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Sometimes you just gotta smoke something

Sometimes I like to have something smoked, but don’t want to go to the hassle of breaking out the big smoker, get everything set up and then cook it. This is especially true when I want to cook smaller amounts or food that doesn’t take long to cook.

Many years ago, I discovered the “stovetop smoker.” “Stovetop” is a bit of a misnomer for me – I don’t like to use it in the house as we don’t have a great ventilation system. I have found that the side burner of my gas grill does a fabulous job and I don’t have the smoke in the house.

A few years back, I had the opportunity to participate in a smoking class with the BBQ Queens (Judith Fertig and Karen Adler) at the IACP Annual Conference. They used the stovetop smoker on several recipes including one of my now favorite appetizers – smoked shrimp.

The other night, I came home with a nice piece of Mahi Mahi and Lori suggested that we smoke it. No problem, out comes the stovetop smoker and away we go.

If you haven’t see one of these before, it has 4 pieces. First is the outside of the smoker. To set it up, you place about 1 to 2 tablespoons of the smoking chips (No, don’t put in more – this is one where more is not always better….) in the bottom of the smoker. Next you put the drip pan in the smoker and the wire rack on top. Now load what you are going to smoke and slide the lid most of the way on.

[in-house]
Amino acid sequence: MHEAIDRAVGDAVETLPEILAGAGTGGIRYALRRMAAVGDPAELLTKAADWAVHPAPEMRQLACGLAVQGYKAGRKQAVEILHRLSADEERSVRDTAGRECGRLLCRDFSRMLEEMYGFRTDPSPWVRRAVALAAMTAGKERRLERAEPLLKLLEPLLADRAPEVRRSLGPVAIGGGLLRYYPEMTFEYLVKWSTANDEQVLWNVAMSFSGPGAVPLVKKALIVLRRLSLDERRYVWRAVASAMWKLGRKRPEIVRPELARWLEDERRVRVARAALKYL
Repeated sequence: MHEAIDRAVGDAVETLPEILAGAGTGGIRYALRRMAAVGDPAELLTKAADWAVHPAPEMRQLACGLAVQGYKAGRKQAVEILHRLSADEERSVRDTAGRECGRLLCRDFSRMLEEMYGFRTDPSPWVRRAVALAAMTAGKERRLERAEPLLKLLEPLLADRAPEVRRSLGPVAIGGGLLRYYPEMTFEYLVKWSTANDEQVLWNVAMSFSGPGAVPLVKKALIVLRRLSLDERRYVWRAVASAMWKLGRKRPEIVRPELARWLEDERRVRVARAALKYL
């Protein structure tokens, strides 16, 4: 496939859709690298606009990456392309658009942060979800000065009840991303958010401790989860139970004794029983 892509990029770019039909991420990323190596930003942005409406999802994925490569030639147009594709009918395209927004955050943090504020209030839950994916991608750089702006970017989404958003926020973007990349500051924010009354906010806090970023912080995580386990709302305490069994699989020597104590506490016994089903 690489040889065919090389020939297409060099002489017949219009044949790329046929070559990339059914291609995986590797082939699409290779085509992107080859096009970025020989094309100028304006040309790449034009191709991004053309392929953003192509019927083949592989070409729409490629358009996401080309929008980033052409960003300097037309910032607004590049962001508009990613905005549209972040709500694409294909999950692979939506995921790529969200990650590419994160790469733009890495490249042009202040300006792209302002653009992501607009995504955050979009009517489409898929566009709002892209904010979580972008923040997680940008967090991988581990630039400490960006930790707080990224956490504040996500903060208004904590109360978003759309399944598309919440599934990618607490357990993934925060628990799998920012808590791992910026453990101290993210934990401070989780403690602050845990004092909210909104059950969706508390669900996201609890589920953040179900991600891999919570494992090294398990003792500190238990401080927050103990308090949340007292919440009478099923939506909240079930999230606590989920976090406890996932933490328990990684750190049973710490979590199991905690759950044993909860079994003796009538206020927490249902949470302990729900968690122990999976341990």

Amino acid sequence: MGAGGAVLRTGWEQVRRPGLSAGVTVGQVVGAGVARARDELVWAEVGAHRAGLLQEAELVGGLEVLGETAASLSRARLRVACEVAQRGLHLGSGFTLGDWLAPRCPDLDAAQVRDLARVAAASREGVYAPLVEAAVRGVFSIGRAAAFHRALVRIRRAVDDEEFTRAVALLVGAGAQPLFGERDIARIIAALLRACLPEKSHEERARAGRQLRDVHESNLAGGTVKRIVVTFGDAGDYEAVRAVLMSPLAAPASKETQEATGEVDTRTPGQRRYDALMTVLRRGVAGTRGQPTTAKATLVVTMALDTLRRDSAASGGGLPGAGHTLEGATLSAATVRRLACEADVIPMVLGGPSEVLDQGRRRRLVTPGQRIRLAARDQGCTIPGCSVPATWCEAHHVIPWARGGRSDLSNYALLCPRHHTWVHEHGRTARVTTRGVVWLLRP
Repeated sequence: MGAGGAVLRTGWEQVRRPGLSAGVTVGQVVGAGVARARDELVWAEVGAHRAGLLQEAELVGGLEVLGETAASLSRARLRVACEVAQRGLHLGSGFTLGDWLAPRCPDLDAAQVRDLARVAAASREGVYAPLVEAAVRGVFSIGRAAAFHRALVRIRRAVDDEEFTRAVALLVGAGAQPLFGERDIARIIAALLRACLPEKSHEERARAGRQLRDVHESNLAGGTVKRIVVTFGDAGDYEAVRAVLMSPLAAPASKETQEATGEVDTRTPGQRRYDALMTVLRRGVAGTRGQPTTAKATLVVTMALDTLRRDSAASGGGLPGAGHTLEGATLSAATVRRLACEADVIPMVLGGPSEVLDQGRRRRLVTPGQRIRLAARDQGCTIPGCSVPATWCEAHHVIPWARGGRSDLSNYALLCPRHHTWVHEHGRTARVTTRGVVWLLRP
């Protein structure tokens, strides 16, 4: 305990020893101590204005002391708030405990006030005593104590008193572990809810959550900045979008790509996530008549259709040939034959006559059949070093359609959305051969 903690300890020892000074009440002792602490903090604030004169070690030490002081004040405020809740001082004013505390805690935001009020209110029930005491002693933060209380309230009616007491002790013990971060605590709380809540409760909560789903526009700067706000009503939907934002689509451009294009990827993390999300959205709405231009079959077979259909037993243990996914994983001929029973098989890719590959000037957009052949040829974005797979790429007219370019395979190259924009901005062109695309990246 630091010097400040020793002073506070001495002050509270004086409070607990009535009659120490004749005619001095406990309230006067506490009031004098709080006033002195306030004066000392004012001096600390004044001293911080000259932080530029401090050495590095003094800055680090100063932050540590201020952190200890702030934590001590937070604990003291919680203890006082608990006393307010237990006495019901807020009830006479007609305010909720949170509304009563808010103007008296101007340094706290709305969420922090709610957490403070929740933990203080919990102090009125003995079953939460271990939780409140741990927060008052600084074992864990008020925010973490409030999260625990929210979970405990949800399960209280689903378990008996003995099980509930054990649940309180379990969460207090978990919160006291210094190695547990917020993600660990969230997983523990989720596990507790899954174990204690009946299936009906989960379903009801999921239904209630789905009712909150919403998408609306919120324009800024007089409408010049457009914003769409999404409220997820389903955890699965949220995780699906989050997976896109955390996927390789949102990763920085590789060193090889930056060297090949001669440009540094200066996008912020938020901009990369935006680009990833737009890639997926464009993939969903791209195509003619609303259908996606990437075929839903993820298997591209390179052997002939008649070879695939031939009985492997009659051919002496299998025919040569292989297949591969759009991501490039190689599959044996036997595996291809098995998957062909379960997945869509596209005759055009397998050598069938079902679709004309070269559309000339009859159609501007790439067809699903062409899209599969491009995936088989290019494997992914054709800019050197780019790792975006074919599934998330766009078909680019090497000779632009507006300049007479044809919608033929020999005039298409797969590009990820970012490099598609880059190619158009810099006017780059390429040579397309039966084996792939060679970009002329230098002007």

Parts of the smoker – the base and drip tray
Base with the applewood smoking chips
This is all of the wood chips you need
Load the drip tray on top of the chips, put the rack on top and the food to be smoked on the rack. Here are the Mahi Mahi filets.

Move the smoker to the burner on medium heat. Wait for wisps of smoke to start coming from the opening and close the lid. Depending on what you are cooking, now you just wait until it is done. For shrimp or the Mahi Mahi I had, about 13-15 minutes is all it takes. For the Mahi Mahi, I used applewood chips (and a little salt and pepper). I love to use cherrywood chips for shrimp.

It’s hard to see (and take a picture), but wisps of smoke starting to come out of the opening of the lid.
Smoker going full steam – a little smoke coming out with the lid closed.

This is a great tool and you can have something on the table in less than the magic 30 minutes. For more information – check out Camerons website. (If you are interested, you can purchase at a lot of online retailers or from my store.

Dinner! It was very tasty!

This Post Has 2 Comments

  1. Love this, and I had no idea I could “smoke” inside. I’ve always got many things cooking at once so going out on the deck to tend the grill calls for planning. This is the Father’s Day present my family has been looking for. Or wait: hey! What about Mother’s Day? It’s sooner too….. Tea-smoked chicken? mmmm

    1. Don’t use it as much as I should! Just a note of warning – I still use the Stovetop Smoker on the side burner of the grill – just don’t have good ventilation in the kitchen. When we were in Texas, I had a downdraft JennAir that was vented to the outside – worked great! Don’t want to be blamed for setting off any smoke alarms!

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